And it doesn’t have to be complicated or difficult to roll out. The availability of cloud-based software has made digital tools easier than ever to get hold of, as well as bringing down the cost of their adoption. The cloud allows everything to be managed entirely remotely from a range of devices, enabling an entire team to store documentation, and to input and access information whenever it’s needed, from wherever they are.

By incorporating simple digital tools to help automate things like invoice generation, quotations, and job scheduling, it’s possible to save around 30% on precious working time. By streamlining operations, construction companies can offer workers a better work-life balance, and take tiresome administrative tasks out of the job description. The bottom line is that digital tools are creating an immediate return on investment for small businesses that can no longer be ignored.

Continue Reading

Business

Bridging the Gap: Evaluating Technology Companies’ Efforts in AI Consumer Education

Agata Karkosz, Leader at FPAcademy at Future Processing

AI is becoming increasingly influential across various sectors and industries. And its impact is only expected to grow in the future. In fact, AI adoption has more than doubled since 2017, with businesses making larger investments to scale and fast-track development.

With such rapid advancements taking place, it is important to educate consumers about navigating the complexities of the technology.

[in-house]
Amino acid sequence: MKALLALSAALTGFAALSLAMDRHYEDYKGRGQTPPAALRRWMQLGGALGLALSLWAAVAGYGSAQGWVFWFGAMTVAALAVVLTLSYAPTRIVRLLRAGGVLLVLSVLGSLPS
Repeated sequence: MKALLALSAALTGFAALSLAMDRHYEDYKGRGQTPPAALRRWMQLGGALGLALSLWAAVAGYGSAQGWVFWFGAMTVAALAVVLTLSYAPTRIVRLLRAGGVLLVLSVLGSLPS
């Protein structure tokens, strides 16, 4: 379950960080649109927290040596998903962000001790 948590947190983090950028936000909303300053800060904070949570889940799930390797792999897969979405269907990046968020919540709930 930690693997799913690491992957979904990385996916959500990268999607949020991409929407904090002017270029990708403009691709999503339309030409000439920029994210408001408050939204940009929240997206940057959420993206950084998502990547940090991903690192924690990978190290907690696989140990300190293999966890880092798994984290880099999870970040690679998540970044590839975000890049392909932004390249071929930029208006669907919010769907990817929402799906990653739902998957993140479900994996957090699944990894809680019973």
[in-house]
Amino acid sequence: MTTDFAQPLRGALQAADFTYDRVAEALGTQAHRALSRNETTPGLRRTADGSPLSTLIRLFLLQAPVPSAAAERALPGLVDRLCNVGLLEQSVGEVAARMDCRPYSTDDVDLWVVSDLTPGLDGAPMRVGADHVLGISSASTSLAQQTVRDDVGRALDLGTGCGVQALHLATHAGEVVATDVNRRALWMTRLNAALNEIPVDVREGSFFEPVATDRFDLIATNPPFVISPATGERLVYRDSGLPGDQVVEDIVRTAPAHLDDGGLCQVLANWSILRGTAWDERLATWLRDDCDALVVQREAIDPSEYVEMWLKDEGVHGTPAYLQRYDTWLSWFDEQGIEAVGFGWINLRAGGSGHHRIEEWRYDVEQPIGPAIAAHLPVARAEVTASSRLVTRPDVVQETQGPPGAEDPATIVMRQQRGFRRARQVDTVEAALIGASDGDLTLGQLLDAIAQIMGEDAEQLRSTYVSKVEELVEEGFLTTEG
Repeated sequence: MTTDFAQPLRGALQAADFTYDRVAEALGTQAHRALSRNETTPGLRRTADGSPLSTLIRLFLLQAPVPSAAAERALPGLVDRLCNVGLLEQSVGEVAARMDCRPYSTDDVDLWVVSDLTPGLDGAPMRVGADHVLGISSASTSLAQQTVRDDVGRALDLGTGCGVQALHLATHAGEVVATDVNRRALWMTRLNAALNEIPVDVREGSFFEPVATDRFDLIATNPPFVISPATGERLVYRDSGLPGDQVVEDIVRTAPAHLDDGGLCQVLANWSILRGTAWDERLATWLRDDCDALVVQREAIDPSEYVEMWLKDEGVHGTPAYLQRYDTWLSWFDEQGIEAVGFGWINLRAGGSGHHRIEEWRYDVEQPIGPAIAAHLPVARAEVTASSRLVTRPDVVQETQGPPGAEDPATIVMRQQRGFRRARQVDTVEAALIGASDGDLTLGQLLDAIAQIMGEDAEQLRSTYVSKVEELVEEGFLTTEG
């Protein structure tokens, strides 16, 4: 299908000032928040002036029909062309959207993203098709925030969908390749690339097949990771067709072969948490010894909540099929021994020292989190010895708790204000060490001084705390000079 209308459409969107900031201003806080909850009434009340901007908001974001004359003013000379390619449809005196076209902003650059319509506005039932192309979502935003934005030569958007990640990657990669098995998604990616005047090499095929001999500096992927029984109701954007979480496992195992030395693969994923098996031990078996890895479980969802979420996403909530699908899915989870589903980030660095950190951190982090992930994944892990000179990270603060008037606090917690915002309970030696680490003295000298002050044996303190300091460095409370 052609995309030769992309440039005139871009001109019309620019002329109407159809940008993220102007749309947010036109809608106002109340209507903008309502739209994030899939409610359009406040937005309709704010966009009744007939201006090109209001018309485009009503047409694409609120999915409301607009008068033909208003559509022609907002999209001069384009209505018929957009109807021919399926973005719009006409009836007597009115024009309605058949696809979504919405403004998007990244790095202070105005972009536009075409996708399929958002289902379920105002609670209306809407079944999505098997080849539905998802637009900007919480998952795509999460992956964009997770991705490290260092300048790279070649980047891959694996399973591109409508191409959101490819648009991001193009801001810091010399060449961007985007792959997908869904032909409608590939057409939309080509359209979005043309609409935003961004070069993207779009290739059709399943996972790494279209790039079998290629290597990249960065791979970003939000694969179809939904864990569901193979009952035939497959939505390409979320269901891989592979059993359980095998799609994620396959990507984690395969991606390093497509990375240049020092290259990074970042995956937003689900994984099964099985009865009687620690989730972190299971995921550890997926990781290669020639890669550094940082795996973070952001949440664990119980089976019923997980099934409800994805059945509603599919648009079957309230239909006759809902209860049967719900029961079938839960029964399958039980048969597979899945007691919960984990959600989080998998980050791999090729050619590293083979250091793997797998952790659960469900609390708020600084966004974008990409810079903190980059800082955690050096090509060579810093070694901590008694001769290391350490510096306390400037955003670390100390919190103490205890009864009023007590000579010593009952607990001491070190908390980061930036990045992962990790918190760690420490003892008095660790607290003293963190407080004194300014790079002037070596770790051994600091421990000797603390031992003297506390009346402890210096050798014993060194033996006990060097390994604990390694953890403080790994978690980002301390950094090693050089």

The Current Landscape of AI Education

There are several companies actively providing education and training in the field of AI. Google AI has been offering AI and machine learning courses to consumers for a few years now, while lesser-known companies, like Coursera, edX and Fast.ai, have also entered the space.

Nevertheless, these offerings are often catered to people interested in learning and developing skills in the technology, rather than the everyday consumer. In fact, research released last year by leading software development company, Future Processing, found that more than two-thirds of UK consumers aged 50 and above felt technology companies needed to do more to help them understand AI.

Respondents were asked what AI applications and tools they are currently using, with AI voice assistants and customer service chatbots coming out on top. But, because the technology’s capabilities are wide-reaching, companies need to up their game to ensure the average consumer is in the know.

Educational Initiatives: Are They Enough?

Companies must work harder to help consumers of varying levels of technical expertise understand AI. Doing so will help demystify AI and build consumer confidence and trust.

Understanding this need, Google AI offers resources such as the “Machine Learning Crash Course”, a free online course designed to introduce individuals to machine learning concepts. Microsoft, too, has its AI School, an online platform supplying free courses and resources covering various AI topics, while other major firms, including Facebook, Intel, Amazon and NVIDIA, have sparked similar education initiatives.

Still, due to fresh technological advancements and research breakthroughs, as well as increased data availability, open source and collaboration efforts, rapid industry adoption, and greater funding and investment, the challenge for companies comes in maintaining up-to-date and readily available education materials.

The Challenge of Simplifying Complexity